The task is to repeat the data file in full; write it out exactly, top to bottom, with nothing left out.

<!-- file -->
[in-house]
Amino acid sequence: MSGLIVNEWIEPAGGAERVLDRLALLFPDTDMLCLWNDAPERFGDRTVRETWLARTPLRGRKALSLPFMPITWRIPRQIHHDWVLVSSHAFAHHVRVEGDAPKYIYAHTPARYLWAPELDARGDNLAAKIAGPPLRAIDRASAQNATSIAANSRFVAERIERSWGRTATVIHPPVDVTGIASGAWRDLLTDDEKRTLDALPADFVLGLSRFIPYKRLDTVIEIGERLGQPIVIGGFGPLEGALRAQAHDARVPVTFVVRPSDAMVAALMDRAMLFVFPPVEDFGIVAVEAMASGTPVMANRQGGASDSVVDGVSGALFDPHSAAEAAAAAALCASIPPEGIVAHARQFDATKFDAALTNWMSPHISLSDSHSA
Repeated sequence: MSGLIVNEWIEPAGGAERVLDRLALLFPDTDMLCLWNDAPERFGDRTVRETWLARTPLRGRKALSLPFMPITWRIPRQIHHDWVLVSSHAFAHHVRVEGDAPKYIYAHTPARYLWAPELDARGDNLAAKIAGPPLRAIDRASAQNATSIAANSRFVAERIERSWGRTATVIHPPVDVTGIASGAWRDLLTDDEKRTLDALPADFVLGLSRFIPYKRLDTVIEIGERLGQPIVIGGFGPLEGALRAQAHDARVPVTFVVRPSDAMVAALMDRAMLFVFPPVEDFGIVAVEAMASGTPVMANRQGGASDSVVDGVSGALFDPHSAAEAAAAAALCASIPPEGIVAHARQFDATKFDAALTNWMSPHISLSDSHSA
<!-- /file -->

[in-house]
Amino acid sequence: MSGLIVNEWIEPAGGAERVLDRLALLFPDTDMLCLWNDAPERFGDRTVRETWLARTPLRGRKALSLPFMPITWRIPRQIHHDWVLVSSHAFAHHVRVEGDAPKYIYAHTPARYLWAPELDARGDNLAAKIAGPPLRAIDRASAQNATSIAANSRFVAERIERSWGRTATVIHPPVDVTGIASGAWRDLLTDDEKRTLDALPADFVLGLSRFIPYKRLDTVIEIGERLGQPIVIGGFGPLEGALRAQAHDARVPVTFVVRPSDAMVAALMDRAMLFVFPPVEDFGIVAVEAMASGTPVMANRQGGASDSVVDGVSGALFDPHSAAEAAAAAALCASIPPEGIVAHARQFDATKFDAALTNWMSPHISLSDSHSA
Repeated sequence: MSGLIVNEWIEPAGGAERVLDRLALLFPDTDMLCLWNDAPERFGDRTVRETWLARTPLRGRKALSLPFMPITWRIPRQIHHDWVLVSSHAFAHHVRVEGDAPKYIYAHTPARYLWAPELDARGDNLAAKIAGPPLRAIDRASAQNATSIAANSRFVAERIERSWGRTATVIHPPVDVTGIASGAWRDLLTDDEKRTLDALPADFVLGLSRFIPYKRLDTVIEIGERLGQPIVIGGFGPLEGALRAQAHDARVPVTFVVRPSDAMVAALMDRAMLFVFPPVEDFGIVAVEAMASGTPVMANRQGGASDSVVDGVSGALFDPHSAAEAAAAAALCASIPPEGIVAHARQFDATKFDAALTNWMSPHISLSDSHSA